Tachyzoites, bradyzoites and sporozoites were suspended in PBS pH 7.2 with 600 mg% bovine albumin at a concentration of 5x104 zoites mL-1. Tissue cysts were suspended in the same fluid at a concentration of 102 mL-1. Oocysts were suspended in distilled water at a concentration of 5x103 oocysts mL-1. These samples were irradiated in a Co60 Gamma Chamber 4000 A (Isotope group, Bhabha Atomic Research Centre, Trombay, Bombay, India), to receive 100-300 Gy (Table 1).

Immediately after irradiation, each of 5 mice per irradiation dose, was inoculated i.p. with approximately 104 tachyzoites, bradyzoites or sporozoites, or 103 oocysts or 20 tissue cysts of Toxoplasma in 0.2 mL fluid. Thirty days after inoculation the mice were killed by cervical dislocation and their brains removed. Squash preparations were made with one of the hemispheres of the brain in 5x5 cm glass slides, made upon request and screened for Toxoplasma cysts. When cysts were not seen by microscopy, the other hemisphere was homogenized by passing brain tissue 12 times in a 3 mL hypodermic syringe with a 19 gauge needle, in 1 mL NaCl 0.9%. The emulsion was i.p. inoculated in 2 mice. Thirty days later, the mice were bled and their sera screened for Toxoplasma specific antibodies with the DA test.

Immunization of Mice With Irradiated Zoites
To test if irradiated zoites were immunogenic, 41 mice were intraperitoneally (i.p.) inoculated with 106 tachyzoites of strain ME-49 of Toxoplasma irradiated with 250 Gy and 38 mice were i.p. inoculated with 106 bradyzoites of the same strain, irradiated with 150 Gy. Three immunizations were performed with each group, at 15 days intervals. Fifteen days after the last immunization, the mice in both groups and those in a control group of 10 mice, were challenged with 20 sporulated oocysts of strain ME-49 of Toxoplasma. Mice were killed 30 days later and toxoplasma brain cysts were counted at 200 x by squashing each hemisphere between two 5x5 glass slides.


Results obtained are from Table 1 and 2 shows that all the zoites survived after receiving 150 to 250 Gy. Three hundred Gy were lethal for tachyzoites, bradyzoites and sporozoites. The zoites that had not been the subject of manipulations (RH tachyzoites, bradyzoites in intact cysts and sporozoites contained in sporulated oocysts), survived after receiving 250 Gy (with the exception of one of the trials with sporulated oocysts).

Table 1: Inactivation of tachyzoites, bradyzoites and sporozoites of Toxoplasma gondii by gamma irradiation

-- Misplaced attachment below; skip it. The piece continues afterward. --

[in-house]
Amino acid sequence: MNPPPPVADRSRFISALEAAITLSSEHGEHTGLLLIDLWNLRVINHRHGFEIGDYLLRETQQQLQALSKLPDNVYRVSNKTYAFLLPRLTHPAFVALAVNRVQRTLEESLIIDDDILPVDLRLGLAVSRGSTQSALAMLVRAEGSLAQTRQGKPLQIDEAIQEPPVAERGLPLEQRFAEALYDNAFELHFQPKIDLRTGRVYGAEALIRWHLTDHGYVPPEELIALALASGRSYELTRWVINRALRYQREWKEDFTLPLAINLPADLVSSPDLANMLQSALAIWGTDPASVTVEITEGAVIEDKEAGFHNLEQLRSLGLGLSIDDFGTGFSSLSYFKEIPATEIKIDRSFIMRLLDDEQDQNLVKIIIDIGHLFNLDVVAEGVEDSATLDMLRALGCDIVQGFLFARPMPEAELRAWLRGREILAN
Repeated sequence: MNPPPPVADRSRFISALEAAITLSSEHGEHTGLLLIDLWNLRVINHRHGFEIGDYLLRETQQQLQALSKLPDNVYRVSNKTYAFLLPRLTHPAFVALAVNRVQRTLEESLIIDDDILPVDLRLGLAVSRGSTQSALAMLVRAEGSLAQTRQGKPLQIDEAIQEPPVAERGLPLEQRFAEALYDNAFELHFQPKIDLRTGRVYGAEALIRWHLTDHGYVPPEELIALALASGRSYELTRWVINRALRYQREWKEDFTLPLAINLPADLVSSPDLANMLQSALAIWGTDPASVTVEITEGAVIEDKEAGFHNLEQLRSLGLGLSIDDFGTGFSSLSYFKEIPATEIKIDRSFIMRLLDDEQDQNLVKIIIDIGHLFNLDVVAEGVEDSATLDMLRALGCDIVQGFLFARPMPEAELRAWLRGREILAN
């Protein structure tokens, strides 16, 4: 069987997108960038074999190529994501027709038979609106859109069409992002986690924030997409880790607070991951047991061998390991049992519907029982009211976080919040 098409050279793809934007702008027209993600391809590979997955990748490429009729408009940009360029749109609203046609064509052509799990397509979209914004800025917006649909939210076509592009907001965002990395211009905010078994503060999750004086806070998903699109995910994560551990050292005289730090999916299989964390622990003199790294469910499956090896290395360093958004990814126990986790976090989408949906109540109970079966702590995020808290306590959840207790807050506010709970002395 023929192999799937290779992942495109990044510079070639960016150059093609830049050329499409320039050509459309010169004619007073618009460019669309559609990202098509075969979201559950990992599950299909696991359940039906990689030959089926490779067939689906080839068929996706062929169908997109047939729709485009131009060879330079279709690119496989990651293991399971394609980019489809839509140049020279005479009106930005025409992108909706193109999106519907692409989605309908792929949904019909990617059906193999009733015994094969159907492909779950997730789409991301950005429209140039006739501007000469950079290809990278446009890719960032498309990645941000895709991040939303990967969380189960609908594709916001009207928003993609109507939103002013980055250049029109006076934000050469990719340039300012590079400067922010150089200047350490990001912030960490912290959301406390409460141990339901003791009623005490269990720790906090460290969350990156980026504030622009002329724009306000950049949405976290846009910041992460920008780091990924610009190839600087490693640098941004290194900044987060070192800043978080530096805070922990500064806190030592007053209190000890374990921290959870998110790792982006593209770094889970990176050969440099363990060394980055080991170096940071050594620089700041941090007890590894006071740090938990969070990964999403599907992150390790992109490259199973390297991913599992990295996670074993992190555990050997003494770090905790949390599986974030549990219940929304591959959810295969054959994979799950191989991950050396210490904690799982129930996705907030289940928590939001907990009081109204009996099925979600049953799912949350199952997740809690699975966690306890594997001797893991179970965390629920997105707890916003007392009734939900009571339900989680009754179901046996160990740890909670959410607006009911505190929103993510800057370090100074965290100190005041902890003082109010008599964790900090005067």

+ = positive bioassay; - = negative bioassay. (1) each line a different trial

Table 2: Protection against brain cyst formation in mice immunized with tachyzoites and bradyzoites of strain ME-49 of Toxoplasma gamma irradiated and later challenged with 20 oocysts of the same strain

Conversely, the zoites that were obtained after artificial rupture of macrophages (ME-49 tachyzoites), after artificial liberation from oocysts, or after artificial digestion of tissue cysts, were inactivated after receiving doses of 250, 200 and 150 Gy, respectively.

The number of brain cysts formed in mice immunized with irradiated tachyzoites or bradyzoites was reduced as compared to a control group of non immunized mice that had been similarly challenged with toxoplasma oocysts (Table 2).


The objectives of the present study have been accomplished, as it was determined that when tachyzoites of a strain of Toxoplasma of low pathogenicity for mice (ME-49), obtained by culture of 4 to 6 days duration in the peritoneal cavity of immunosuppressed mice, sporozoites artificially released from oocysts and bradyzoites artificially released from tissue cysts, resisted doses of only 150-200, 150 and 100 Gy, respectively. On the other hand, it was also found in the present work that 300 Gy is lethal for RH tachyzoites, ME-49 cysts in brain emulsion and ME-49 sporulated oocysts. It is likely that the differences observed between naive zoites and zoites artificially obtained or separated, with regards to their susceptibility to γ rays, are due precisely to the processes they have been subjected to.